The clock that only loses 1 second every 16 BILLION years

The Ytterbium Clock, a stability clock that loses a single second every 16 BILLION years has been declared as the most accurate ever to be invented, scientists have claimed.

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The clock, a supercooled optical lattice system, is nearly 1,000 times more precise than that of the caesium atomic clock, currently the world standard in precision timekeeping, according to recent research published in the Nature Phontonics journal.

The scientsists who are behind this spectacular new study believe that their invention could be able to assist in measuring the size and shape of the Earth more accurately. The reason behind this is that clocks are located farther from the centre of our earth run marginally faster than those that are cited closer, but the actual difference is one minute. A clock that is situated 1 kilometre above another will run just a few seconds faster in a total of one million years.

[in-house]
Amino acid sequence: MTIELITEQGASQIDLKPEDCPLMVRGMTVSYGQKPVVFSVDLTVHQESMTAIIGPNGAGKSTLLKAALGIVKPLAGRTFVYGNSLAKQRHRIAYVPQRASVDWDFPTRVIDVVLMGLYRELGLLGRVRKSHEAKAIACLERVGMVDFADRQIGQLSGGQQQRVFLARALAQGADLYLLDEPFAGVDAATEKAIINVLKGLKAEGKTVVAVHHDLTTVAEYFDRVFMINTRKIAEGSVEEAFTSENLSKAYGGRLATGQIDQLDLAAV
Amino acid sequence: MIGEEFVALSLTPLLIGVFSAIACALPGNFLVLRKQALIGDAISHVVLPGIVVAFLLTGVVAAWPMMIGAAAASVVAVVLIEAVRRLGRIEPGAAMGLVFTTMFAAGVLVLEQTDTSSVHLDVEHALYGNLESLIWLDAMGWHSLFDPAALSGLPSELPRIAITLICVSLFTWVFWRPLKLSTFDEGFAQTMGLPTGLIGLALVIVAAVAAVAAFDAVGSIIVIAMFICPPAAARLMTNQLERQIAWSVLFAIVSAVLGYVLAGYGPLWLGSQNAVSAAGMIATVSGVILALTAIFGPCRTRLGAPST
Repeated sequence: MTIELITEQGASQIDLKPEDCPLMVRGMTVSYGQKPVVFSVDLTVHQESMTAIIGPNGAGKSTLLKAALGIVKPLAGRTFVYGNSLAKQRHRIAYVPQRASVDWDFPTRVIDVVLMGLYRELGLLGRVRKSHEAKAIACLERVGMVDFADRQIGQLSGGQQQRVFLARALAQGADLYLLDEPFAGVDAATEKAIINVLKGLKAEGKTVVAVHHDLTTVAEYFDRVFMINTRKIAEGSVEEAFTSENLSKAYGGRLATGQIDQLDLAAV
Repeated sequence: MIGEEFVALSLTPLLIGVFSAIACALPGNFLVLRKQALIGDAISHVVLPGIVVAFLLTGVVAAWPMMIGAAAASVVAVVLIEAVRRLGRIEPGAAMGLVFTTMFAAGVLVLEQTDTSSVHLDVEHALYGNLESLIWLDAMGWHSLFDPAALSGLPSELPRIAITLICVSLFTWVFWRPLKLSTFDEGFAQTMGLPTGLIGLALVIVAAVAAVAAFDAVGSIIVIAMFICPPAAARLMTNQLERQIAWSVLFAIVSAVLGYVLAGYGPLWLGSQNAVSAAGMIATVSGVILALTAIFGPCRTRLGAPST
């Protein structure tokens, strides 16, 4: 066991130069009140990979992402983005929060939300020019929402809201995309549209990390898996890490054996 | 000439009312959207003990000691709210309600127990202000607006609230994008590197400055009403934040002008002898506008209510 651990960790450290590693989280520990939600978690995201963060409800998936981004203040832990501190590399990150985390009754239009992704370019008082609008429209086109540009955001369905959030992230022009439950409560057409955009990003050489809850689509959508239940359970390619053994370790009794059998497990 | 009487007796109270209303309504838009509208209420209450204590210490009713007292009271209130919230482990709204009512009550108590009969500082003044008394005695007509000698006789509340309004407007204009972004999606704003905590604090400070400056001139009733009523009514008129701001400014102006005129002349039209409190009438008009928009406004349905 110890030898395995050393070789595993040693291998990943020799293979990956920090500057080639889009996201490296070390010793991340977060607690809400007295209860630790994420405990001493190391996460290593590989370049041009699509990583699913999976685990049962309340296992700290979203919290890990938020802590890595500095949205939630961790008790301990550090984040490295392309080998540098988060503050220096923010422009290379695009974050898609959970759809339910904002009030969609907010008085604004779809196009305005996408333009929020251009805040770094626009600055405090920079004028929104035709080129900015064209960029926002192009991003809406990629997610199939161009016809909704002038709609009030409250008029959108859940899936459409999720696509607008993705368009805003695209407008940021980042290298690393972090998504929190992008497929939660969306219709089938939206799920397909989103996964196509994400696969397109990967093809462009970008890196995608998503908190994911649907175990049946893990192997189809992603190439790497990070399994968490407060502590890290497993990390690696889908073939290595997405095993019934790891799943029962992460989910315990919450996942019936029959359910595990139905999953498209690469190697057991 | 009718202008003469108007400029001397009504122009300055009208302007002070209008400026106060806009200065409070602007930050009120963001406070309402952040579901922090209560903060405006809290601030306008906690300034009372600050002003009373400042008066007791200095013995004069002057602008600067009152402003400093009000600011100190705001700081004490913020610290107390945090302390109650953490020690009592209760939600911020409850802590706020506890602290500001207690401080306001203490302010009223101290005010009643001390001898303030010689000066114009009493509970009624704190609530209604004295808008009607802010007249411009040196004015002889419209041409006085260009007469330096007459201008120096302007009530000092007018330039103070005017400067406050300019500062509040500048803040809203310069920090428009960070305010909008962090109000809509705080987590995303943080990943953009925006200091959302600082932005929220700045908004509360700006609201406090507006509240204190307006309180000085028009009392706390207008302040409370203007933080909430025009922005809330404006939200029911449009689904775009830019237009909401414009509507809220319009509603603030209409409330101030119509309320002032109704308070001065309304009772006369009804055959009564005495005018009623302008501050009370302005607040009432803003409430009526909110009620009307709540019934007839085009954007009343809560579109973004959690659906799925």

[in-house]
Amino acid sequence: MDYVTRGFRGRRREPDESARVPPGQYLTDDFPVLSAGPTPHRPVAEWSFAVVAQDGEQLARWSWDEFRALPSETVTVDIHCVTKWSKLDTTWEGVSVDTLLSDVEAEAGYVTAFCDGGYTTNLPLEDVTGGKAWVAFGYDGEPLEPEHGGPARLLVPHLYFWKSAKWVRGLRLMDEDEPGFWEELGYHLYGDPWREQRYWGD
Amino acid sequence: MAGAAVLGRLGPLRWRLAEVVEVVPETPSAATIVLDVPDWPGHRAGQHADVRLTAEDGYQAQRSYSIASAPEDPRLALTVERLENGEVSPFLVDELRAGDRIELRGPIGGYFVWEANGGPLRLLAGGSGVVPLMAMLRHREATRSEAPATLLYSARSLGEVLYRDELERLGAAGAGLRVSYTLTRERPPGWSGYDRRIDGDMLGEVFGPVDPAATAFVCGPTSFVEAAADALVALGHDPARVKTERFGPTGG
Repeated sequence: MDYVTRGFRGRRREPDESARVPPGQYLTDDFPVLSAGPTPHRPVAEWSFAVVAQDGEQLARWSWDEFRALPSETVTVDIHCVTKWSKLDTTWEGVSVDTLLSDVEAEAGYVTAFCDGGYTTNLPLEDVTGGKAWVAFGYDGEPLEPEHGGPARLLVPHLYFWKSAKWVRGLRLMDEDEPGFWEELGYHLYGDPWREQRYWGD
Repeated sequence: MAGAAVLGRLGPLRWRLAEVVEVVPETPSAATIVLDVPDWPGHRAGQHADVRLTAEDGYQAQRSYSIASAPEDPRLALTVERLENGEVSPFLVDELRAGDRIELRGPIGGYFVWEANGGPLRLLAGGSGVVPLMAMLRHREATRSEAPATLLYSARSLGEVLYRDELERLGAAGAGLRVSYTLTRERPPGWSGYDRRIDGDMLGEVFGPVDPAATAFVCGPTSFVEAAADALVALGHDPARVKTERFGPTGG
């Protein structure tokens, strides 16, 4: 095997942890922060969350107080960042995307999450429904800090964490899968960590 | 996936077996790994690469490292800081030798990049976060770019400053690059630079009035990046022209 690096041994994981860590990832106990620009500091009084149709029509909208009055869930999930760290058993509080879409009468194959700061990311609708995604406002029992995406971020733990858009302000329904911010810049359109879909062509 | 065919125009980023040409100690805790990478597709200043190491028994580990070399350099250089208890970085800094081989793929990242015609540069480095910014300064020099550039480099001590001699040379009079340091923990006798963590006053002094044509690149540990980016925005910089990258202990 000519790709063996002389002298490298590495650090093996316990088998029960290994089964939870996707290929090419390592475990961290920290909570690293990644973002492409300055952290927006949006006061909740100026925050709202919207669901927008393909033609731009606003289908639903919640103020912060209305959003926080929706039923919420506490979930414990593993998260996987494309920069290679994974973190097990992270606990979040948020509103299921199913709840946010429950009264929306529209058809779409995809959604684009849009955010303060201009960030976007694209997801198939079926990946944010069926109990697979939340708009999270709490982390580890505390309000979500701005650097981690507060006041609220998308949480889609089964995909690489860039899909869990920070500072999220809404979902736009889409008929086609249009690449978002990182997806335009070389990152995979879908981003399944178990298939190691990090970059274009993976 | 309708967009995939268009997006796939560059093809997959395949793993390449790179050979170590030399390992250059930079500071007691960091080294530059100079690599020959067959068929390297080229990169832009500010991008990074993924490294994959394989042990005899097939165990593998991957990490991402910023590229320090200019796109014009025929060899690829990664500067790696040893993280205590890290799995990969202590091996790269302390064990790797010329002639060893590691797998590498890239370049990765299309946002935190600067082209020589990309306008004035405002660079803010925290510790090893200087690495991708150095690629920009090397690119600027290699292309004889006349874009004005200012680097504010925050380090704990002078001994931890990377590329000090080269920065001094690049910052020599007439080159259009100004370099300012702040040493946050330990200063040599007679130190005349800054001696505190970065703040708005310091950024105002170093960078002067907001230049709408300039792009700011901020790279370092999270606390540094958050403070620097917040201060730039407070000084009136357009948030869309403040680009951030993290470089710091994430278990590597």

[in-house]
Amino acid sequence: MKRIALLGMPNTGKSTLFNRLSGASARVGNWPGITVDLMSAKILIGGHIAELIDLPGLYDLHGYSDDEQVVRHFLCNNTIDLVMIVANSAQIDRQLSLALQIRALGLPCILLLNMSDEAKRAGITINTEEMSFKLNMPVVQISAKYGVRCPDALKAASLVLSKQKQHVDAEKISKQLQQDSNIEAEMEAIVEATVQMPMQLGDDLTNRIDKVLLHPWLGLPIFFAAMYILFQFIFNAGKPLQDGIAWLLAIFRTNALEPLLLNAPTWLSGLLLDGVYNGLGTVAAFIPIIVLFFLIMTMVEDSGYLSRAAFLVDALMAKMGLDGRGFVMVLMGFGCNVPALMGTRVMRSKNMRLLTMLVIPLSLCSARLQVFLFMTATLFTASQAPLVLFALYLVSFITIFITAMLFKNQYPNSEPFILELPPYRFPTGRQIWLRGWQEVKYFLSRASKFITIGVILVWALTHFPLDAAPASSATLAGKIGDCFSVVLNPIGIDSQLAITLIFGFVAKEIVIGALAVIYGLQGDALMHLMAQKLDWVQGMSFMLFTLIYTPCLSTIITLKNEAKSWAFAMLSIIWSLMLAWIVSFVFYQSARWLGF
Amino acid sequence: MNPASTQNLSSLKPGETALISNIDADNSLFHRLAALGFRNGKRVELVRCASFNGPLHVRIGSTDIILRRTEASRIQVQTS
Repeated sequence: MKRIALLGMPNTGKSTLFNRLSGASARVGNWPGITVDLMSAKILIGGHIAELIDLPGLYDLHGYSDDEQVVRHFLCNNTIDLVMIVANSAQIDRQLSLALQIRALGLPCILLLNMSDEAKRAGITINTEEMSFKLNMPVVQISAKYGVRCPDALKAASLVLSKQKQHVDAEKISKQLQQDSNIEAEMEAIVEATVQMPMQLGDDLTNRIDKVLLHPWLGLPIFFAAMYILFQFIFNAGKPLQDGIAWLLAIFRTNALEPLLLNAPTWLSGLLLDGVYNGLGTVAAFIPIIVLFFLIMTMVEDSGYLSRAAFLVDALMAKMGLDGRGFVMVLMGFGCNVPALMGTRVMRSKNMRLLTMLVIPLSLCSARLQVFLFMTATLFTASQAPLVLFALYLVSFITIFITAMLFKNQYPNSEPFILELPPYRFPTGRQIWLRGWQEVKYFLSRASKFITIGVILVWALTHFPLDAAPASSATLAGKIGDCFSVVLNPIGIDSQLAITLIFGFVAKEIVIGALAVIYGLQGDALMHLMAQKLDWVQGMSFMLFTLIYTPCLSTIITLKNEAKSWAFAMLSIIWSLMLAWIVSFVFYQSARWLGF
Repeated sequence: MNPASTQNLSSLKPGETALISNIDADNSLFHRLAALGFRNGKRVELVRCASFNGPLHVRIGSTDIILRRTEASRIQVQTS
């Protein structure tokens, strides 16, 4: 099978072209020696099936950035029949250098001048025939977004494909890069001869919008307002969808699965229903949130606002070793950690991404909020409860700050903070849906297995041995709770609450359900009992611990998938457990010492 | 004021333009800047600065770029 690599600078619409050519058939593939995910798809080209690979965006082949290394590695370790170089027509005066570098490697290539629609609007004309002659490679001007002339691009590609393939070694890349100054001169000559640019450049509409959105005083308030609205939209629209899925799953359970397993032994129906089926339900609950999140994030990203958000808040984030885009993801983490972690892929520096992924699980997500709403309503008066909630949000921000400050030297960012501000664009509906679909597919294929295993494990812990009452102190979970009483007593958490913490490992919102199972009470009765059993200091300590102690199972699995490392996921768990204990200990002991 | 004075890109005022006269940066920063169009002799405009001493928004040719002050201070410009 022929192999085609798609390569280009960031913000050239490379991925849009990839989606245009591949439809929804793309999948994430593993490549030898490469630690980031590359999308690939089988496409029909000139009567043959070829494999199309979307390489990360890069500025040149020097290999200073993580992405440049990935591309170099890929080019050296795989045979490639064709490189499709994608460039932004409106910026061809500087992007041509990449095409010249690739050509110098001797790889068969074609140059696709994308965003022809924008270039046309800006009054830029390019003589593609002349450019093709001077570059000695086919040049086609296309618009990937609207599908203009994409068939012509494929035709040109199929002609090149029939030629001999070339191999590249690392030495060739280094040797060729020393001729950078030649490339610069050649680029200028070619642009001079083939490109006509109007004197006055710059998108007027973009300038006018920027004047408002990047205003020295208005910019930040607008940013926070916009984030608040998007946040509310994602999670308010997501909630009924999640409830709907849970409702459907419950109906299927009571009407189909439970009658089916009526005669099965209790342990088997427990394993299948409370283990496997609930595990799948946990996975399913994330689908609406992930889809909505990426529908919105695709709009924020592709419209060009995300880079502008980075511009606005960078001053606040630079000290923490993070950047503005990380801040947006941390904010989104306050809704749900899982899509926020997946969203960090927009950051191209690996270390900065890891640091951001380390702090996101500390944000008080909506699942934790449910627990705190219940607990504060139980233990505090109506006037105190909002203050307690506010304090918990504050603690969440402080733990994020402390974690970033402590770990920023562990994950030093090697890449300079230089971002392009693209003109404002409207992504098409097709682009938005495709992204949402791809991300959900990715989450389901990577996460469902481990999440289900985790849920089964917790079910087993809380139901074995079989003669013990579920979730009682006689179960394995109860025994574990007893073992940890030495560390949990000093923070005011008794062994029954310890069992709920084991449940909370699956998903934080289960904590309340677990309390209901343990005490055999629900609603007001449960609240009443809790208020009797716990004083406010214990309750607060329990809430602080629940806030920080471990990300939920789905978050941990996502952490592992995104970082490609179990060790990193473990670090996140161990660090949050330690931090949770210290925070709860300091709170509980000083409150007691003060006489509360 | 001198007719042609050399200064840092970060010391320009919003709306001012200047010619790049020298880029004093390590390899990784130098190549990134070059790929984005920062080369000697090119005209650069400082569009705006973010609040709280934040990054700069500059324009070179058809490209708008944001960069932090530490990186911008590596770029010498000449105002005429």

Furthermore, the clock could be used to analyse how different areas of the world are moving up and down in relation to each other, and the findings could assist scientists and other experts to study geological processes, for example the reasons that lead to earthquakes.

The team behind the clock are aiming to miniaturise the current version in the hope of offering further useful applications, such as assessing the movement of lava.

This clock may be slightly out of our reach but there are still a wonderful range of antique marine watches available with us here at Pieces of Time.

Image: Jeffrey Smith under creative commons.